The country singer and Nashville native takes photographer Reto Sterchi on a tour of her favourite haunts, including blue-collar dive bars and the diner she earned a crust at before making it in the biz
You could describe Caitlin Rose as Lena Dunham with a twang. The singer is gracious, hilarious, likes swimming pools and has a deep understanding of country music. She describes her personal style as somewhere between Hunter S. Thompson and a substitute teacher and when people come up to her and give her compliment, she blushes and give them a hug in return.
A Nashville local, Caitlin took me on a tour of her favourite bars, grill and book stores, and showed me why “West is best” in Music City…
Bobby’s Dairy Dip
Bobby’s Dairy Dip is the retro ice cream shop Caitlin used to work at before she had her breakthrough as a musician. “Did I slam the door in your face?, she asks when I mention I likely bought ice cream from her. “I used to do that a lot”, she adds with a grin.
On the wooden benches outside, off Charlotte Avenue, we sit and eat hotdogs. Bobby’s is close to where Caitlin grew up, and it’s customary among locals to distinguish between East-siders and West-siders. Caitlin is among the latter.
We discuss recent developments to connect the hip East Side with the grittier West. Almost none of the people I’ve met welcome those changes in their city’s skyline. Garland, a photographer says to us, “You want to go to the great spots? Come back 4 years ago.”
After a quick stop at the tiny Headquarters coffee shop, we continue down Charlotte Avenue to Rhino, a used bookstore. Unlike her band mates, who visit record stores, Caitlin prefers to visit bookshops when she’s on the road. “There’s less snobbiness about books. And they’re easier to travel with than records” she says, flicking through a paperback.
Amongst her reading favourites, besides Donna Tartt’s recent novel, The Gildfinch, is David Foster Wallace. “I revisit his commencement speech whenever I’m not in my right mind and need something to inspired me” she says. The title alone (This is Water) is refreshing. It calms the nerves.”
Caitlin says she reads a lot of poetry and generally prefers short form literature because “it’s hard to get into and through a novel sometimes”.
The first thing you notice upon entering Betty’s Grill is that everyone yells. After lots of speculation, and ruling out cocaine and other drugs, we come to the conclusion that it must be some kind of alpha-ritual among the dive bar’s rowdy, blue-collar male crowd. Caitlin gets up and drops some quarters in the jukebox. Joe Cocker, Merle Haggard, Jim Croce and Men at Work play while the men off work play darts and drink Budweisers.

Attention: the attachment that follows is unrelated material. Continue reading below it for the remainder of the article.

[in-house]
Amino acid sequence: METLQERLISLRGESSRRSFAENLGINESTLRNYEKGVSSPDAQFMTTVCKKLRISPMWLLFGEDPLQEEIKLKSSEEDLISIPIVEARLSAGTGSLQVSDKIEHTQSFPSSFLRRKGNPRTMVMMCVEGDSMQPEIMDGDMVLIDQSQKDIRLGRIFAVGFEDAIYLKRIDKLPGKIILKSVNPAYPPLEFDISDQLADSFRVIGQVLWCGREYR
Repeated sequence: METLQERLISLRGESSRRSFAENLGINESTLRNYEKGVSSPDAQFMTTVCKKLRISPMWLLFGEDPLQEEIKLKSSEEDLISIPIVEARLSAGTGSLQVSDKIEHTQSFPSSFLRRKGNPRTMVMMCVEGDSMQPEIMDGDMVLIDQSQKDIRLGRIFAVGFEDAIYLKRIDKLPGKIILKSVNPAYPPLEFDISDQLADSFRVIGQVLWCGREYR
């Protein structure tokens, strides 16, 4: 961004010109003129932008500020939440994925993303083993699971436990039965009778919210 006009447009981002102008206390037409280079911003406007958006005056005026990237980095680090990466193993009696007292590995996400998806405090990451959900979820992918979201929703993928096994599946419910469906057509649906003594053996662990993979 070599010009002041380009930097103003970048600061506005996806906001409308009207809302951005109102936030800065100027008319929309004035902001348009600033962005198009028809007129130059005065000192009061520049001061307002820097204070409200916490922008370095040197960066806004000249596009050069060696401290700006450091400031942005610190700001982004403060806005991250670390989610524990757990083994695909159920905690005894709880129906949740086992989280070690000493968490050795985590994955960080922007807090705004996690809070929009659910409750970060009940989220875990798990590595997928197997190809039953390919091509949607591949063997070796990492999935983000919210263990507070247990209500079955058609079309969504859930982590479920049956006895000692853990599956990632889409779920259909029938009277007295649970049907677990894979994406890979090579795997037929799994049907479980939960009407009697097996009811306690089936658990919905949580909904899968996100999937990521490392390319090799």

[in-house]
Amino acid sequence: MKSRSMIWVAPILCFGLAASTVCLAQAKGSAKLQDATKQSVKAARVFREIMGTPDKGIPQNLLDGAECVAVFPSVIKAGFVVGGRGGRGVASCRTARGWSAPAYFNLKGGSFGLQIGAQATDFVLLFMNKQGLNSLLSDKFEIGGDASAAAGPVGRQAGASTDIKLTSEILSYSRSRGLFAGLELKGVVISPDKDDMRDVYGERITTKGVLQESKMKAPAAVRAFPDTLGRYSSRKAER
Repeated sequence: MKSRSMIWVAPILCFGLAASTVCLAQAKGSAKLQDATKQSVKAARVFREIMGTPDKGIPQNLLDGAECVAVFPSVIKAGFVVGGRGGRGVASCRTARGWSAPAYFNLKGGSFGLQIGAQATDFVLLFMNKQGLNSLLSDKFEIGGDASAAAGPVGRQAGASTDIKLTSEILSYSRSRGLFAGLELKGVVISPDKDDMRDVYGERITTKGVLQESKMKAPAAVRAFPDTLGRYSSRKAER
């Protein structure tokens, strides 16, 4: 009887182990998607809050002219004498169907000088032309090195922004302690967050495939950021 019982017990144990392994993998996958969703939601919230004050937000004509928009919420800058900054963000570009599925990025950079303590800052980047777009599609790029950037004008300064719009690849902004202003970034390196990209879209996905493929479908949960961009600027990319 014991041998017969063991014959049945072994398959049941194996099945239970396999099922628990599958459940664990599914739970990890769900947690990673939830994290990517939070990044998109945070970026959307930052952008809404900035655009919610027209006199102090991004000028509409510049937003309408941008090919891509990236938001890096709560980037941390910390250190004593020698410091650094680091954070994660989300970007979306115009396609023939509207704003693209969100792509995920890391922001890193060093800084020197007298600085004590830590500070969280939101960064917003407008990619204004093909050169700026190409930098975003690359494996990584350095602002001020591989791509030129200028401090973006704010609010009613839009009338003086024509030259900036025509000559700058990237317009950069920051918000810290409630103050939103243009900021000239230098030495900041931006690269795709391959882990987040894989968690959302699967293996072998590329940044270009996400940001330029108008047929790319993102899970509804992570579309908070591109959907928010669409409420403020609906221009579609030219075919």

Grimey’s Record Store
If you ever come through Nashville on a Saturday around 5pm, stop by Grimey’s Record Store for a free beer. They hand out PBRs and host a showcase on Saturday afternoons.
About 50 percent of the store is devoted to vinyl, the rest to CDs, and it seems the recent decline in the sales of both has not affected them as it has the rest of the world. A quick fact: United Record Pressing in Nashville just opened a second facility due to the steep increase in vinyl production.
Grimey’s itself is a music lover’s paradise. As we’re browsing the store, we overhear passionate conversations about recent shows and smashed guitars among its customers.
Mercy Lounge, Concert Venue
On the way to meet Caitlin at the Mercy Lounge, I receive a text from her that reads: “Opry is live right now on 650AM. Cheesy and great.” I tune in and the White Sisters play ‘Making believe’. Caitlin has played three times at The Opry, also known as the “mother church of country music”. The first time came as a complete surprise and only after the show did she see how big the venue really was: “You only see the first two rows when you’re on stage”. The second time she was so nervous called her mom (Grammy Award-winning songwriter Liz Rose) who told her: “It’s not about you Caitlin, it’s about The Opry, about performing for the audience and being honest”.
Like The Opry, Mercy Lounge is an iconic venue in its own right. The two-storey building in downtown Nashville hosts the famous 8 off 8th show, in which you see eight bands play a three song set in one night. A true Nashville moment comes when I met Caitlin’s friend and frequent collaborator, Pete, who claims it’s only his second night “out of the hat”. He’s always worn a Stetson and nobody’s ever seen him without a cowboy hat.
When we’re talking, Caitlin tells me every song she’s ever written is true. When a fellow songwriter asked her for advice on finishing the lyrics for his record, she quoted Hemingway and said: “Just write one true sentence and then another. And then another. And then another.”
“What if it’s about spaceships and shit?” he replied.